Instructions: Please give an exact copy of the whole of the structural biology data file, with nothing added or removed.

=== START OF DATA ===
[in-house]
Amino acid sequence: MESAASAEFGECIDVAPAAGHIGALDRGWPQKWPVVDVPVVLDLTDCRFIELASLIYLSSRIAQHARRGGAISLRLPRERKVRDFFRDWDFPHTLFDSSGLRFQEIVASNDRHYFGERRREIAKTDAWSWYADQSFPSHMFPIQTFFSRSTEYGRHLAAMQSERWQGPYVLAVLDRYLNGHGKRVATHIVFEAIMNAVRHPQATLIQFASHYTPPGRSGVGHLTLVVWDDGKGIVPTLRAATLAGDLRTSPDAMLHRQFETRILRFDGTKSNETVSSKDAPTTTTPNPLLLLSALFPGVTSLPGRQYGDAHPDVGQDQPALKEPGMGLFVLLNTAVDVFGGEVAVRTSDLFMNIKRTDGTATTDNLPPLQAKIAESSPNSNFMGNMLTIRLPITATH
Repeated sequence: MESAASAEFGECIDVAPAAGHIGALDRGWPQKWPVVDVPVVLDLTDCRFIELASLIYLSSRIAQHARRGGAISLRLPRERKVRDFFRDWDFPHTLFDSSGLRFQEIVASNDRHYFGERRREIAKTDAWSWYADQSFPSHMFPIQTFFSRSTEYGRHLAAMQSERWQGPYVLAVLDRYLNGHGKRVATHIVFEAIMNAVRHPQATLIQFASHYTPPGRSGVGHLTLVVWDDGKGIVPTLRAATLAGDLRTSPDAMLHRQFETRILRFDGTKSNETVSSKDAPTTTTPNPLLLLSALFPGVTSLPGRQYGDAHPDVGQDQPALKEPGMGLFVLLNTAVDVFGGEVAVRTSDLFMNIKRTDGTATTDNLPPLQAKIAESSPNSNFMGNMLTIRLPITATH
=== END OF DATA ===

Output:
[in-house]
Amino acid sequence: MESAASAEFGECIDVAPAAGHIGALDRGWPQKWPVVDVPVVLDLTDCRFIELASLIYLSSRIAQHARRGGAISLRLPRERKVRDFFRDWDFPHTLFDSSGLRFQEIVASNDRHYFGERRREIAKTDAWSWYADQSFPSHMFPIQTFFSRSTEYGRHLAAMQSERWQGPYVLAVLDRYLNGHGKRVATHIVFEAIMNAVRHPQATLIQFASHYTPPGRSGVGHLTLVVWDDGKGIVPTLRAATLAGDLRTSPDAMLHRQFETRILRFDGTKSNETVSSKDAPTTTTPNPLLLLSALFPGVTSLPGRQYGDAHPDVGQDQPALKEPGMGLFVLLNTAVDVFGGEVAVRTSDLFMNIKRTDGTATTDNLPPLQAKIAESSPNSNFMGNMLTIRLPITATH
Repeated sequence: MESAASAEFGECIDVAPAAGHIGALDRGWPQKWPVVDVPVVLDLTDCRFIELASLIYLSSRIAQHARRGGAISLRLPRERKVRDFFRDWDFPHTLFDSSGLRFQEIVASNDRHYFGERRREIAKTDAWSWYADQSFPSHMFPIQTFFSRSTEYGRHLAAMQSERWQGPYVLAVLDRYLNGHGKRVATHIVFEAIMNAVRHPQATLIQFASHYTPPGRSGVGHLTLVVWDDGKGIVPTLRAATLAGDLRTSPDAMLHRQFETRILRFDGTKSNETVSSKDAPTTTTPNPLLLLSALFPGVTSLPGRQYGDAHPDVGQDQPALKEPGMGLFVLLNTAVDVFGGEVAVRTSDLFMNIKRTDGTATTDNLPPLQAKIAESSPNSNFMGNMLTIRLPITATH